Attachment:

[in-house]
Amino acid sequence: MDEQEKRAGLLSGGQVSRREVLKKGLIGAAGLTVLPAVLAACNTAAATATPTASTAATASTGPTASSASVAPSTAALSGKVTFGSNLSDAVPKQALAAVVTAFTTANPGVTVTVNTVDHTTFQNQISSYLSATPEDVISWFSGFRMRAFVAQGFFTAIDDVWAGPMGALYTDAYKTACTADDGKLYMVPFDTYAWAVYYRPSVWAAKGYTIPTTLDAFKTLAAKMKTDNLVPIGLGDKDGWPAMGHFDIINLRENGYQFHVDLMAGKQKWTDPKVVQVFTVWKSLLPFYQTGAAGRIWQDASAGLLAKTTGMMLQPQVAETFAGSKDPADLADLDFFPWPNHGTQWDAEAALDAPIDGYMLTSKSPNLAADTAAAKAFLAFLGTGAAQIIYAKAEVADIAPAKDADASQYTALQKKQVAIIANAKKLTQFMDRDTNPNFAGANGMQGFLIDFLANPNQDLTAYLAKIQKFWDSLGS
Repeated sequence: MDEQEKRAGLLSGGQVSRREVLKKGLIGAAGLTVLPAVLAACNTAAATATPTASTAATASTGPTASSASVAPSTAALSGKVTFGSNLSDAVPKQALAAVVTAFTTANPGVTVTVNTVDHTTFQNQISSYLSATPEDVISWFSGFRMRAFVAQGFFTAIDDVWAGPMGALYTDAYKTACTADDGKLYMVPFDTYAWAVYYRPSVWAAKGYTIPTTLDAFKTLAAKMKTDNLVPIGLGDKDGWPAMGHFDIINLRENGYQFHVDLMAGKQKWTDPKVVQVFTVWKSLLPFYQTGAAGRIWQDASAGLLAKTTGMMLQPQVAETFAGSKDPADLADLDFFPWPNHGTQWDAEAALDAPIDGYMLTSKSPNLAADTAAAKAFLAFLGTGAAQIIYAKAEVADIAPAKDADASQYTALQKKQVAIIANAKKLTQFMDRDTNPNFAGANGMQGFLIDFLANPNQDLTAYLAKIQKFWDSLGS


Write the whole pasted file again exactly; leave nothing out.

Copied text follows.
[in-house]
Amino acid sequence: MDEQEKRAGLLSGGQVSRREVLKKGLIGAAGLTVLPAVLAACNTAAATATPTASTAATASTGPTASSASVAPSTAALSGKVTFGSNLSDAVPKQALAAVVTAFTTANPGVTVTVNTVDHTTFQNQISSYLSATPEDVISWFSGFRMRAFVAQGFFTAIDDVWAGPMGALYTDAYKTACTADDGKLYMVPFDTYAWAVYYRPSVWAAKGYTIPTTLDAFKTLAAKMKTDNLVPIGLGDKDGWPAMGHFDIINLRENGYQFHVDLMAGKQKWTDPKVVQVFTVWKSLLPFYQTGAAGRIWQDASAGLLAKTTGMMLQPQVAETFAGSKDPADLADLDFFPWPNHGTQWDAEAALDAPIDGYMLTSKSPNLAADTAAAKAFLAFLGTGAAQIIYAKAEVADIAPAKDADASQYTALQKKQVAIIANAKKLTQFMDRDTNPNFAGANGMQGFLIDFLANPNQDLTAYLAKIQKFWDSLGS
Repeated sequence: MDEQEKRAGLLSGGQVSRREVLKKGLIGAAGLTVLPAVLAACNTAAATATPTASTAATASTGPTASSASVAPSTAALSGKVTFGSNLSDAVPKQALAAVVTAFTTANPGVTVTVNTVDHTTFQNQISSYLSATPEDVISWFSGFRMRAFVAQGFFTAIDDVWAGPMGALYTDAYKTACTADDGKLYMVPFDTYAWAVYYRPSVWAAKGYTIPTTLDAFKTLAAKMKTDNLVPIGLGDKDGWPAMGHFDIINLRENGYQFHVDLMAGKQKWTDPKVVQVFTVWKSLLPFYQTGAAGRIWQDASAGLLAKTTGMMLQPQVAETFAGSKDPADLADLDFFPWPNHGTQWDAEAALDAPIDGYMLTSKSPNLAADTAAAKAFLAFLGTGAAQIIYAKAEVADIAPAKDADASQYTALQKKQVAIIANAKKLTQFMDRDTNPNFAGANGMQGFLIDFLANPNQDLTAYLAKIQKFWDSLGS